SEN. Sherwin Gatchalian called for an urgent oversight review of the Magna Carta for Public School Teachers to address the persisting concerns on their salaries and working conditions.
Gatchalian, who heads the Senate Committee on Basic Education, Arts and Culture, revealed that there was a strong need to fulfill all 27 provisions of the Magna Carta for Public School Teachers, whereby only 11 of the provisions were accomplished and nine partially met while seven remained to be realized.
“Isa po sa agarang gagawin natin ay ang magkaroon ng oversight sa Magna Carta dahil nakita po namin na 40 percent of the 27 provisions are fulfilled and 60 percent either partially or unfulfilled (We will prioritize the formation of an oversight of the Magna Carta after we discovered that 40 percent of the 27 provisions are fulfilled and 60 percent either partially or unfulfilled),” said Gatchalian.
“Meron talagang pangangailangan na itaas ang sweldo ng ating guro dahil naiiwan na ang mga Teachers 1, 2 at 3 pagdating sa pay gap kumpara sa Master Teachers 1, 2 at 3 (There’s really a need to raise the salaries of our teachers because Teachers 1, 2 and 3 are already behind when it comes to pay gap compared to Master Teachers 1, 2, and 3),” he further said.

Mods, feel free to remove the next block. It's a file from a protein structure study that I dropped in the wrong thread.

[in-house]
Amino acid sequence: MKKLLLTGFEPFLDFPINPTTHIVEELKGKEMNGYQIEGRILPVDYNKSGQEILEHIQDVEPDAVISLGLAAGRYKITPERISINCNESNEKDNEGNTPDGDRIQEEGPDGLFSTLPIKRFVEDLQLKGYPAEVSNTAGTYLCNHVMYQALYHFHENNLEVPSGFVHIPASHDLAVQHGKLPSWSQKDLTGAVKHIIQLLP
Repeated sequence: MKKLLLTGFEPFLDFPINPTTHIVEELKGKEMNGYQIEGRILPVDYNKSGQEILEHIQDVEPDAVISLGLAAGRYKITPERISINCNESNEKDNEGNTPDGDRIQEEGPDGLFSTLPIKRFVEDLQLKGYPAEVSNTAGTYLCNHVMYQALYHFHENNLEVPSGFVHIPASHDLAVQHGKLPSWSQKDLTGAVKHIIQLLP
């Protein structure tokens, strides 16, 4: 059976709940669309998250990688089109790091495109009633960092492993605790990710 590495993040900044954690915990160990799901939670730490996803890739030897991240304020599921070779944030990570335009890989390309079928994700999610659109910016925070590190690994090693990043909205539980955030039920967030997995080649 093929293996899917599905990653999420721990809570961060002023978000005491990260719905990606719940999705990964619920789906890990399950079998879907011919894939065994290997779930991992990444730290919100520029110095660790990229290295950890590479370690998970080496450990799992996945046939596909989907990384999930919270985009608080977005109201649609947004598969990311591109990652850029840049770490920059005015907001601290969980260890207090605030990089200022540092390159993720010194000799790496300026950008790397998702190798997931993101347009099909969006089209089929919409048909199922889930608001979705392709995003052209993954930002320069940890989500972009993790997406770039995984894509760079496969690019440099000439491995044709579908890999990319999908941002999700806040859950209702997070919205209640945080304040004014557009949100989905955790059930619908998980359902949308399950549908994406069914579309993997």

A Teacher 1’s current monthly salary, which falls under Salary Grade (SG) 11, amounts to P20,754. A Master Teacher 1, which falls under SG 18, receives a monthly salary of P40,637.
Republic Act 4670, or “The Magna Carta for Public School Teachers,” was enacted as the country’s legislative commitment to the International Labor Organization and the United Nations Educational, Scientific and Cultural Organization’s recommendation concerning the status of teachers in 1966. The law aims to improve the social and economic status of teachers, improve their living and working conditions, terms of employment and career prospects.
E-Net Philippines and teachers’ groups also flagged other provisions of the Magna Carta that were not properly implemented. These include a six-hour work schedule and benefits such as special hardship allowance, hazard pay, annual free medical check-up and hospitalization, among others.
Gatchalian emphasized, however, that not all provisions of the law had budgetary requirements. The provision on teachers’ working hours, for instance, can be achieved by pushing the Department of Education to review and upgrade its policies.